38. A method as claimed in claim 29 comprising selecting X as at least one element from the group consisting of Nb, Mo, Ta, W and V, and at least one element selected from the group consisting of C, P and Ge.
39. A method as claimed in claim 29 wherein the step of producing said continuous length of amorphous material comprises producing a continuous length of amorphous material having a cobalt content greater than 40 atomic percent.
40. A method as claimed in claim 29 wherein the step of producing said continuous length of amorphous material comprises producing a continuous length of amorphous material having a cobalt content greater than 60 atomic percent.
41. A method as claimed in claim 29 wherein the step of producing said continuous length of amorphous material comprises producing a continuous length of amorphous material having an iron content in a range from 1 to 10 atomic percent.
42. A method as claimed in claim 29 wherein the step of producing said continuous length of amorphous material comprises producing a continuous length of amorphous material having an manganese content in a range from 1 to 10 atomic percent.
43. A method as claimed in claim 29 wherein the step of producing said continuous length of amorphous material comprises producing a continuous length of amorphous material having an iron and manganese content in a range from 1 to 10 atomic percent.
44. A method as claimed in claim 29 comprising the additional steps of forming an amorphous member from said solidified continuous length of amorphous material and attaching at least one magnetically soft member to said member of amorphous material, having a direction of magnetization which continually reverses upon reversal of the direction of magnetization of said alternating field.
45. A method as claimed in claim 44 comprising the additional steps of forming an amorphous member from said solidified continuous length of amorphous material and selecting said magnetically soft member as a magnetically soft member having a coercive field strength of less than 30 Ma/cm and having a cross-section which, when multiplied by said saturation induction, is higher than the remanence induction of said member of amorphous material.
46. A method as claimed in claim 44 wherein the step of attaching said at least one magnetically soft member to said member of amorphous material comprises providing said magnetically soft member with a length larger than a length of said member of amorphous material, and attaching said magnetically soft member to said member of amorphous material so that said magnetically soft member projects beyond said member of amorphous material at opposite ends of said member of amorphous material.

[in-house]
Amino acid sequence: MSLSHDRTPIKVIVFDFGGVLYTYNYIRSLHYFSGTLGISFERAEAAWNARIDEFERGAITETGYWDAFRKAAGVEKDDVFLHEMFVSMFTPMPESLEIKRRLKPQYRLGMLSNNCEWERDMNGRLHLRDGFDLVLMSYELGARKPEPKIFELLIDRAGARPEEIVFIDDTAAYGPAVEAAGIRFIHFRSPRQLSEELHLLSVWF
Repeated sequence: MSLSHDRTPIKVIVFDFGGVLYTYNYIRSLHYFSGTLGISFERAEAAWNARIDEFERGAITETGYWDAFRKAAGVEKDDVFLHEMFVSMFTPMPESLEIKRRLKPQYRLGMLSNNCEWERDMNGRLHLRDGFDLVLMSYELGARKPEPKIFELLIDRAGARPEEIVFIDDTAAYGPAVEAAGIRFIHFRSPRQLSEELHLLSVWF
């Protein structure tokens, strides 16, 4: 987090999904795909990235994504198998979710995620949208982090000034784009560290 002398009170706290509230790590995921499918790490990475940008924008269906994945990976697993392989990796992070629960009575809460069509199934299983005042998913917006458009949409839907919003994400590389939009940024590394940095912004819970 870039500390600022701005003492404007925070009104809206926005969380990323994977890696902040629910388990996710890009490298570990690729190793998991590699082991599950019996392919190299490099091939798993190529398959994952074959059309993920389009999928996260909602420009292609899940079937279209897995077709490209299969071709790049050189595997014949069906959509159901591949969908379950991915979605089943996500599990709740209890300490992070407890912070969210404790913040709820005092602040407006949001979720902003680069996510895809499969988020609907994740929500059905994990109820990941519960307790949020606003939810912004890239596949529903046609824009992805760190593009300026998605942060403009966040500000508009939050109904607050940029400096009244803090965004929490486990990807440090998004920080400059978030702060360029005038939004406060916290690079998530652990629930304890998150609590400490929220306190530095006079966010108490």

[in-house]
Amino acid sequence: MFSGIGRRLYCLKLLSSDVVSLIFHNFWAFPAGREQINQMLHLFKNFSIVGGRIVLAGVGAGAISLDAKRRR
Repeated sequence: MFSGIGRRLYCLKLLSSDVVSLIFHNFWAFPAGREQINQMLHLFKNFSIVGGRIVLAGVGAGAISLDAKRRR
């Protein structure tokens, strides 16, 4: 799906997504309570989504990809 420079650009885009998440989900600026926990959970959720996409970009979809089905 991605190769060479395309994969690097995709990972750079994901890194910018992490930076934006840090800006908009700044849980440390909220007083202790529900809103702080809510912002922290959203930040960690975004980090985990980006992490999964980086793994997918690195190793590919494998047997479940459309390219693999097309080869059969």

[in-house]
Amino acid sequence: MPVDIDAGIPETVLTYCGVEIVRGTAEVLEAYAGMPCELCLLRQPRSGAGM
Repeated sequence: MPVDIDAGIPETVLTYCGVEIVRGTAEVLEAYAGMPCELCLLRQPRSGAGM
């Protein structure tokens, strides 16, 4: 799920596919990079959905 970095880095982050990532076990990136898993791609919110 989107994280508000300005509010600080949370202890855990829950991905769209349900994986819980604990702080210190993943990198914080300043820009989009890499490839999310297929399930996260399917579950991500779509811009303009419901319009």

47. A method as claimed in claim 29 comprising the additional steps of forming an amorphous member from said solidified continuous length of amorphous material and attaching at least one additional member to said member of amorphous material of an alloy having a magnetostriction less than 񶽅0-6 and which has a magnetization reversal behavior unaffected by mechanical stress.
48. A method as claimed in claim 29 wherein the step of producing said continuous length of amorphous material comprises producing a continuous length of amorphous material having a positive magnetostriction.
49. A method as claimed in claim 29 comprising the additional steps of forming an amorphous member from said solidified continuous length of amorphous material and attaching a magnetically hard member to said member of amorphous material, said magnetically hard member having a magnetic field for producing different threshold values upon reversal of the direction of magnetization of said alternating field, dependent on a direction of magnetization of said member of amorphous material.
50. A method as claimed in claim 29 wherein the step of producing said continuous length of amorphous material comprises producing a continuous length of amorphous strip.
51. A method as claimed in claim 29 wherein the step of producing said continuous length of amorphous material comprises producing a continuous length of amorphous wire.
52. A method as claimed in claim 29 wherein the step of producing said continuous length of amorphous material comprises producing a continuous length of amorphous wire having a circular cross-section.
53. A method as claimed in claim 29 wherein the step of producing said continuous length of amorphous material comprises producing a continuous length of amorphous wire having a elliptical cross-section.
54. A method as claimed in claim 35 wherein the step of producing a characteristic magnetization reversal comprises producing a ration of remanence induction to saturation induction in said solidified continuous length of amorphous material between 0.3 and 0.7.
55. A method for producing a pronounced pulse in an electromagnetic anti-theft/article identification system comprising:
producing a member of amorphous material having a cobalt content of at least 20 atomic percent and having a magnetic anisotropy in the member, including a Barkhausen discontinuity, produced by a heat treatment with a current flow through the member giving said member a ration of remanence induction to saturation induction in a range between 0.2 and 0.9;
passing said member through an alternating magnetic field for causing a sudden reversal, due to said Barkhausen discontinuity, of magnetization of said member; and
detecting said reversal of magnetization in said member in an interrogation coil and generating a voltage pulse corresponding thereto.
56. A method as claimed in claim 55 wherein the step of producing a member of amorphous material comprises producing a continuous length of amorphous consisting of an alloy satisfying the formula
Coa Nib (Fe,Mn)c (Si,B,X)d,
wherein, in at-%,
a=20-85; b=0-50; c=0-15 and d=15-30,